Benefits of service learning for high school students
Service learning and volunteering help high school students give back to their community and grow as individuals.
As the service learning coordinator for the Pomona Unified School District in California, my goal is to increase student volunteerism, particularly in secondary schools, and have as many students as possible participate in their communities, to be part of something greater than themselves. When students become more involved in the community through volunteering or service learning, it has a long-lasting impact on their development into adulthood.
While volunteering is beneficial to both the student and the organization, service learning challenges students to go beyond volunteering. In service learning, students work to identify a problem or need within their community and make a plan of action to help. For example, they might find an area of social justice they’re interested in, conduct research on that topic, and collaborate and communicate with their peers in implementing change.
Service learning has an academic component in addition to volunteering. There’s usually a writing piece, a call to action, and reflection on what students learned or accomplished. All these elements elevate this experience to be one that they will grow from as an individual as they benefit the community. Additionally, many universities recognize the value of service learning.
An article published by the International Center for Global Leadership highlights the benefits of service learning for university acceptance. Universities understand the impact of creating a service learning project, which enhances students’ communication and leadership skills and helps them to be more successful making connections and building relationships within their community.
Volunteering is also a valuable experience. In 2003, President George W. Bush established the President’s Volunteer Service Award to recognize volunteers. “Led by the AmeriCorps and managed in partnership with Points of Light,” as it says on their site, “this program allows certifying organizations to recognize their most exceptional volunteers.”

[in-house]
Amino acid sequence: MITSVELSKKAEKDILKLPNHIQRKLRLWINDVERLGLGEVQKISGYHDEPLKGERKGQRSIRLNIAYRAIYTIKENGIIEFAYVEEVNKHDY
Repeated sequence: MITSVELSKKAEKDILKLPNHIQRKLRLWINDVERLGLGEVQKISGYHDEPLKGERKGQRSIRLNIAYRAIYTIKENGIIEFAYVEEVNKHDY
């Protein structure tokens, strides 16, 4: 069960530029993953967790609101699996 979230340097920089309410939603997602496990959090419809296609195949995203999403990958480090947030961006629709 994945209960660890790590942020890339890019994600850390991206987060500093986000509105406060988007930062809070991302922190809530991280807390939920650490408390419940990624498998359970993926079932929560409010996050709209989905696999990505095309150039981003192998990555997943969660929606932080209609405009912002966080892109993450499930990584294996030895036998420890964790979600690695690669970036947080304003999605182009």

The award is given to any U.S. citizen or permanent resident across the country who performs a specified number of hours of service within a 12-month period. The student volunteers time to an organization that benefits the community. Although its impact might be similar to service learning, there’s no academic component.
The levels of award, from bronze to gold, depend upon the student’s age and hours they spend volunteering. After the student has accrued qualifying volunteering hours, the certifying organization can submit a request for an award and medal. Schools, organizations, and churches are examples of certifying organizations. It’s best before pursuing this award to find a local certifying organization that can submit the application for the award when the service is completed. Here are some rules and eligibility requirements.
Another option for volunteering recognition is the Congressional Award, established in 1979 to “recognize initiative, service, and achievement in young people.” To receive the Congressional Award, a student must exhibit and demonstrate their ability to set and reach goals in four categories.
The first category is voluntary public service. The second is a personal development goal determined by the student. An example might be to improve their organizational skills. They would set a plan of action and a method to verify that they met their goal. Third is a physical fitness goal—e.g., having an objective of building up stamina by establishing a hiking routine to increase their cardio. Lastly, there’s an expedition or exploration goal, which encourages students to get to know their community, both local and distant, better—for example, planning an overnight trip for themselves and their family or friends to someplace new.
Students can earn awards from the bronze to the gold levels, based upon completing these four areas. Students can register directly online, and the award “accommodates young people with special needs or disabilities who are willing to take the challenge.” This award isn’t monitored by a teacher, but students do need a mentor and can request that a teacher take on this role to encourage and assist them as needed. The cost to register is a onetime fee of $25 unless the student can demonstrate financial need. The Congressional Award is great for getting students in the habit of setting and reaching goals. If the student reaches the gold level, they’ll receive recognition from their congressional representative and be invited to local and national events to acknowledge their achievement.
I hope that more schools will start promoting service learning or volunteerism within their own school districts to build leaders for our communities as students move forward past high school.
By Joe Shim, courtesy of Edutopia